Naseeruddin Shah says the bubble of Hindi films is about to burst: ‘They lack substance, are being made for only one reason’
Written by on January 24, 2023
Ratna Pathak Shah feels the comedy and humour in Indian pop culture today are totally off-track. The actor was speaking at Jashn-e-Rekhta 2022, with husband Naseeruddin Shah as one of the speakers. The couple discussed Urdu language and how it has changed in the context of cinema.
The moderator, author and literature critic Saif Mahmood mentioned how humour has changed with time and now it’s more about vulgarity, sexism and misogyny. As he asked Ratna Pathak Shah how comedy should be, she laughed to share, “There is no prescription to literary work. But it definitely shouldn’t be like it is today.”
The Kapoor and Sons actor went on to share that humour in theatre, films, TV and even stand-up shows puts the least amount of hard work and effort. She added that it is the toughest genre to crack and requires proper training, good writing, and an open atmosphere, where one has the liberty to speak their thoughts.
“We had it earlier. The folk theatre in every corner of India had the local humour element where jibes were taken at powerful people. And they would not only hear it, accept it but also understand it. That was such an important element of society. Today, people get offended so easily, and over wrong things. They don’t get offended by bad jokes, and that’s what troubles me. I think even in Hindi films, leaving aside a few, there is a very low-level kind of humour. It’s without talent and any wit. You can do it even while keeping it real as even in Mumbaiya language, one can be genuinely funny,” she said in Urdu.
Ratna Pathak Shah was in no mood to spare mediocrity as she also discussed how the younger generation of actors lack fluency in languages. She said that while growing up she realised language and pronunciation were an important part of an actor’s life, they can distort their dialect as needed for a role. However, when one already has a distorted ‘zubaan’, one will find it hard to correct it on demand.
“When I work with younger actors now, especially in films, in order to keep it real, they have a very different pattern. It’s unclear and on one tone. They eat their words, do not complete it. I get so hurt seeing that. And when you ask them to be clear, they will speak taking breaks. They cannot do it smoothly,” she shared.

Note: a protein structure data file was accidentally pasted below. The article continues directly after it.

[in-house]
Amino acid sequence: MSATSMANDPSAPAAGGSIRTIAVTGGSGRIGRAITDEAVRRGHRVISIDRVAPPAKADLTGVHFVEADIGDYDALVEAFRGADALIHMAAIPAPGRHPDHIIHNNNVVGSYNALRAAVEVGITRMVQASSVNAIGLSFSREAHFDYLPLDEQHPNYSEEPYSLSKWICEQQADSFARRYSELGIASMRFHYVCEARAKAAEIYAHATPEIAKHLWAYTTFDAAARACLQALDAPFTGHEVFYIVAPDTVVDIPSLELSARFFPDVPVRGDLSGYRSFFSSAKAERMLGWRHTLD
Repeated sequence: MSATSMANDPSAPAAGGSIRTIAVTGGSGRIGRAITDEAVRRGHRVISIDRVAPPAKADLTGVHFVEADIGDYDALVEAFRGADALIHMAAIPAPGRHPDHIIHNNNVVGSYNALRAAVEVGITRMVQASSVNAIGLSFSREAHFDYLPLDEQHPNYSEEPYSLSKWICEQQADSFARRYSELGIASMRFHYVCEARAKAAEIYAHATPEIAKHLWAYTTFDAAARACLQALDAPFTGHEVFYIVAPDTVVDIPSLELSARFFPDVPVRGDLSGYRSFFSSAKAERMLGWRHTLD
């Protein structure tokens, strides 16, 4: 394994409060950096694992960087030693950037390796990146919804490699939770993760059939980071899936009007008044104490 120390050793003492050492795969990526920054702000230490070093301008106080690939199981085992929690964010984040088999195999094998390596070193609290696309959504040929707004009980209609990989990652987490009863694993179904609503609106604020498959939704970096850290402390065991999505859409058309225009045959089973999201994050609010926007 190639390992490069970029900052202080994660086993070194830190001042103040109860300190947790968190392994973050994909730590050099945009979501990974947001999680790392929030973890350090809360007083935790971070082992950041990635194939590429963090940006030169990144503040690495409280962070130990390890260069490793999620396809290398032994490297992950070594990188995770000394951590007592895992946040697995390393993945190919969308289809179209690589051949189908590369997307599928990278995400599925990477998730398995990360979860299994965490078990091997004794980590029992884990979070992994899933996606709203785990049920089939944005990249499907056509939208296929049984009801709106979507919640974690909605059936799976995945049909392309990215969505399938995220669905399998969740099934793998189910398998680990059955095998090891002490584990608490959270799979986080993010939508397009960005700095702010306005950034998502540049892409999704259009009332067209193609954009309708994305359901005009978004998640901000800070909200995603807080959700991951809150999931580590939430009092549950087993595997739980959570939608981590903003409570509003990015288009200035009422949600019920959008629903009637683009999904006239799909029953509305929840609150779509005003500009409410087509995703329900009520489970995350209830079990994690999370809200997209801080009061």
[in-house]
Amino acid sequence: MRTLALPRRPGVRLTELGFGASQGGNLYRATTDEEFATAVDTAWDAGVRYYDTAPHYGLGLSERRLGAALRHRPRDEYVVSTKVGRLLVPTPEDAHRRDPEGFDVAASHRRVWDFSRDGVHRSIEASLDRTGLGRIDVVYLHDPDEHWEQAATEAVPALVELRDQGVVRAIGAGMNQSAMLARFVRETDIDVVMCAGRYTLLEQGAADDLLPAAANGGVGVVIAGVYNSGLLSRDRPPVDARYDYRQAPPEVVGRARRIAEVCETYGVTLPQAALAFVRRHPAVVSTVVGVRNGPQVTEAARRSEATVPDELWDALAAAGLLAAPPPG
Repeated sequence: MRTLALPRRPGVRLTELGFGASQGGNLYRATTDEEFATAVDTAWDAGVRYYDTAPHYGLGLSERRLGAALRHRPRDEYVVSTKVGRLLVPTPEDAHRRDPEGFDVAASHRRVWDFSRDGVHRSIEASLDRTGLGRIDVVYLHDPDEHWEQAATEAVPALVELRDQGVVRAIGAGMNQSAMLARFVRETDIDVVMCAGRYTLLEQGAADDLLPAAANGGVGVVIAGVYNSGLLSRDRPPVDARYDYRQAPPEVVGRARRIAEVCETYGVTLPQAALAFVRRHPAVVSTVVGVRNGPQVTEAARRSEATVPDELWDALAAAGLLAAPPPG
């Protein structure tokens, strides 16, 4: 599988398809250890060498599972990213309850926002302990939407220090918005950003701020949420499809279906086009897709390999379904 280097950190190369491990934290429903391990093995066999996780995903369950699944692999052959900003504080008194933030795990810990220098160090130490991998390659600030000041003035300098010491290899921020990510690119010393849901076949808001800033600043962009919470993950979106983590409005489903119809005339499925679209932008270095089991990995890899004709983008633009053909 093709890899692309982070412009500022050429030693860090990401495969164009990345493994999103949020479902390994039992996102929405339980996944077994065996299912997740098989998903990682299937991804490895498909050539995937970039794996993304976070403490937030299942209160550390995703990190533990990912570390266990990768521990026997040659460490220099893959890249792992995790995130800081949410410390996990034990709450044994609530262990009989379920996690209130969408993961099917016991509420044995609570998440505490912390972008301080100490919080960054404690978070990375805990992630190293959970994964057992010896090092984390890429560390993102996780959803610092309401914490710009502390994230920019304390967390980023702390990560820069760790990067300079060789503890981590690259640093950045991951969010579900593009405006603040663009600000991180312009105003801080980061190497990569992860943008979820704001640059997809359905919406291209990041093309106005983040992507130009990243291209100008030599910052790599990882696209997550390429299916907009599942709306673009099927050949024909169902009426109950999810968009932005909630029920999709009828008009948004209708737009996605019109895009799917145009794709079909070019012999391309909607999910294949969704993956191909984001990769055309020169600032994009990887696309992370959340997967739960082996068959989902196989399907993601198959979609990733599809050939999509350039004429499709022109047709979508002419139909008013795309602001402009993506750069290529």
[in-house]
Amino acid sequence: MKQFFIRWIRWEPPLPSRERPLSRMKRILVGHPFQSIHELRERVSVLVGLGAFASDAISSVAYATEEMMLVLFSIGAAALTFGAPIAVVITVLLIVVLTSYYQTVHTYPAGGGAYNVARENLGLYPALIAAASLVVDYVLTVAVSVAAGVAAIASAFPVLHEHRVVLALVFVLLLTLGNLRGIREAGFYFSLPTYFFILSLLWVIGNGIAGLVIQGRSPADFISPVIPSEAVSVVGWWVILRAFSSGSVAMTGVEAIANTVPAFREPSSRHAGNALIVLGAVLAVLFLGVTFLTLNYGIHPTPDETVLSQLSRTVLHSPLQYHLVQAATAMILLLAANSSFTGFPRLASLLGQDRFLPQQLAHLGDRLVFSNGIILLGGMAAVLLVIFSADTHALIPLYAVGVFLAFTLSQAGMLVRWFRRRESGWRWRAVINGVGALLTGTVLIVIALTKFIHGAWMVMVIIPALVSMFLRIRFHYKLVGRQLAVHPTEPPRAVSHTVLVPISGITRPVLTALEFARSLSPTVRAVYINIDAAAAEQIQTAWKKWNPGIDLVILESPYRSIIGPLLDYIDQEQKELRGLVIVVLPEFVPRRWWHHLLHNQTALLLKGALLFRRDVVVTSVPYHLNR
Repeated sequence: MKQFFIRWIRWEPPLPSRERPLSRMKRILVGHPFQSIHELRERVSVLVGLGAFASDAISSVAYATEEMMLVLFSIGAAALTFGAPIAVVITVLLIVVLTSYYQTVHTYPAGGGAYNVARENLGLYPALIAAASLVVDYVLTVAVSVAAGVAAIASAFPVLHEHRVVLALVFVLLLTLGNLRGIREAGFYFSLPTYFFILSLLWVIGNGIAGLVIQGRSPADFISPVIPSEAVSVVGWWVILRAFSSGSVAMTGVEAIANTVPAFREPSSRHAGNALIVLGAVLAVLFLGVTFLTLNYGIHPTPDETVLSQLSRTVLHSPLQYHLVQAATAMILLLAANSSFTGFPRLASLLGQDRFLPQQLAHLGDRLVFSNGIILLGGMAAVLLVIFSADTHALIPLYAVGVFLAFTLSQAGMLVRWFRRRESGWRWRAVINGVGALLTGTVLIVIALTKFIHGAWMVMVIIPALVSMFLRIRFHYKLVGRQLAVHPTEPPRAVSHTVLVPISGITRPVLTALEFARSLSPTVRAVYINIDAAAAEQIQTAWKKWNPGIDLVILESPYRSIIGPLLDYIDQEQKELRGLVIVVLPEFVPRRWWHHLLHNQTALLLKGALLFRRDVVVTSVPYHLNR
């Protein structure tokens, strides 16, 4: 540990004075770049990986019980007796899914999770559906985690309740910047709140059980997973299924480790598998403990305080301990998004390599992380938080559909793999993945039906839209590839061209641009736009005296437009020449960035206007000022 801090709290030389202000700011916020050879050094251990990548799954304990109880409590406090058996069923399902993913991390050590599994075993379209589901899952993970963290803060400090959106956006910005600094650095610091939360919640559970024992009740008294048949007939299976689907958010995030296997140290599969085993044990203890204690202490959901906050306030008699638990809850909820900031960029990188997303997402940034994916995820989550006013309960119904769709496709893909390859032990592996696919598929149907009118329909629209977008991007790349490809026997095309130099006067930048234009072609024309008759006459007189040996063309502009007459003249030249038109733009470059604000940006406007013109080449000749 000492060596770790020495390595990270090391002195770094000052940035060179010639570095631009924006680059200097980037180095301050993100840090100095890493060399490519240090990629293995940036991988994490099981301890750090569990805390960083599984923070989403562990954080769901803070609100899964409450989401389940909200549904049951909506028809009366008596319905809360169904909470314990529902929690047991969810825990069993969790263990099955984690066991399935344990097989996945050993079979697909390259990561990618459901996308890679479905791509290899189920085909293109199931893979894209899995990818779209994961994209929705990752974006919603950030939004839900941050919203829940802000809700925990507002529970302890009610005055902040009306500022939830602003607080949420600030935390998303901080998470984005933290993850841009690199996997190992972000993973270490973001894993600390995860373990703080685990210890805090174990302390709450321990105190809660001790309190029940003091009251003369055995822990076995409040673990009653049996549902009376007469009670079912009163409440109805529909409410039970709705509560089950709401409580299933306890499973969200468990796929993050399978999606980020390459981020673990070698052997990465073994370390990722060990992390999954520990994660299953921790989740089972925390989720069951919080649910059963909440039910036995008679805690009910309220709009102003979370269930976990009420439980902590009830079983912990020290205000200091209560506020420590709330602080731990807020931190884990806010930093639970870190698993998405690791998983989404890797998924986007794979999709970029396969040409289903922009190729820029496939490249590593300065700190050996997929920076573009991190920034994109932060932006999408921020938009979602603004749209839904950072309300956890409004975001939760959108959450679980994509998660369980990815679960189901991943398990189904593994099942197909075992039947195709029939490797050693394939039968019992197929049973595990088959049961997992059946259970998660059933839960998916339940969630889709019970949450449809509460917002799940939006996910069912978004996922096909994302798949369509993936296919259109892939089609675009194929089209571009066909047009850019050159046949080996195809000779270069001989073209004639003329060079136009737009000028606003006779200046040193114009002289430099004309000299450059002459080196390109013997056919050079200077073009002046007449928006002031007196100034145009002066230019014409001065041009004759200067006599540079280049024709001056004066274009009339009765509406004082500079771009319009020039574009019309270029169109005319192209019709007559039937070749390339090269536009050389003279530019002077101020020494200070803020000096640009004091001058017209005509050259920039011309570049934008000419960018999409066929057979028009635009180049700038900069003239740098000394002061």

Naseeruddin Shah to pitched into the conversation and said that everything in films has changed, and for the worse. When asked how the syntax of language, especially Urdu, has changed in cinema, he replied, “Satyanash hogaya hai. But Hindi film mein kuch bhi kahan behtar huyi hai (nothing has changed for good in Hindi films).” As the crowd applauded his comments, he went on to say, “Today, we do not hear Urdu in our films. Earlier, when the censor board certificate would come, it had Urdu mentioned as the language. It was because the lyrics and shayaris were in that language, and even the writers came from Farsi (Persian) theatre. That change can be seen today, there is no usage of Urdu words. Ab to behuda alfaaz hote hai (everything is frivolous today). No one even cares about the title of the film, as most of them are taken from old songs.” He also said that Hindi cinema has stereotyped almost all communities. “They have made fun of Sikhs, Christians, Parsis… Muslim man was always hero’s best friend who died while saving him in the end. But he died nonetheless,” he said while talking about stereotyping in Hindi cinema.
He went on to add, “We can’t laugh at ourselves, but we don’t mind laughing at other’s troubles. Our films have deliberately and consistently encouraged this. We have been making films for 100 years, we celebrate and talk about this, but we don’t talk about how we are making the same film for 100 years. And it is a 100-year-old tradition.”
When asked whether the belief that India makes the best films, Naseeruddin cited the example of Korean and Thai films. “The bubble of Hindi films is about to burst because they lack substance. We keep on claiming that our films are being watched across the world, just like Indian food is being eaten globally. Indian food is being eaten because it has dum, it has substance. There is only one reason why these films are made, and everyone knows what that is.”